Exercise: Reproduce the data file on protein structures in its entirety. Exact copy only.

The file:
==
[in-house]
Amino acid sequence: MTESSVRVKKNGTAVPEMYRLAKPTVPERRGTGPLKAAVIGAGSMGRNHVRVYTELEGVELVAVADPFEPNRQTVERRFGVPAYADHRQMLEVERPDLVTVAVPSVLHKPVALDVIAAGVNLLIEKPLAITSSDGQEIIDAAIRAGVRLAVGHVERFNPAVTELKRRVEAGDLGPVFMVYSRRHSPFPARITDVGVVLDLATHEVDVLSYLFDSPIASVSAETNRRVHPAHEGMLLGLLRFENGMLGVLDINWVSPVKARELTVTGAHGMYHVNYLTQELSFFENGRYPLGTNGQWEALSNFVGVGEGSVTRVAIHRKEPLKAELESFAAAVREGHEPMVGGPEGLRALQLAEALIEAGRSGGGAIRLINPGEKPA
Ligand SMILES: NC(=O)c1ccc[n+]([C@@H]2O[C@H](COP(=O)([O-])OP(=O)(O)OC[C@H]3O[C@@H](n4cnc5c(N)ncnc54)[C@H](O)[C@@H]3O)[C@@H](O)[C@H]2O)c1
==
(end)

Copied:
[in-house]
Amino acid sequence: MTESSVRVKKNGTAVPEMYRLAKPTVPERRGTGPLKAAVIGAGSMGRNHVRVYTELEGVELVAVADPFEPNRQTVERRFGVPAYADHRQMLEVERPDLVTVAVPSVLHKPVALDVIAAGVNLLIEKPLAITSSDGQEIIDAAIRAGVRLAVGHVERFNPAVTELKRRVEAGDLGPVFMVYSRRHSPFPARITDVGVVLDLATHEVDVLSYLFDSPIASVSAETNRRVHPAHEGMLLGLLRFENGMLGVLDINWVSPVKARELTVTGAHGMYHVNYLTQELSFFENGRYPLGTNGQWEALSNFVGVGEGSVTRVAIHRKEPLKAELESFAAAVREGHEPMVGGPEGLRALQLAEALIEAGRSGGGAIRLINPGEKPA
Ligand SMILES: NC(=O)c1ccc[n+]([C@@H]2O[C@H](COP(=O)([O-])OP(=O)(O)OC[C@H]3O[C@@H](n4cnc5c(N)ncnc54)[C@H](O)[C@@H]3O)[C@@H](O)[C@H]2O)c1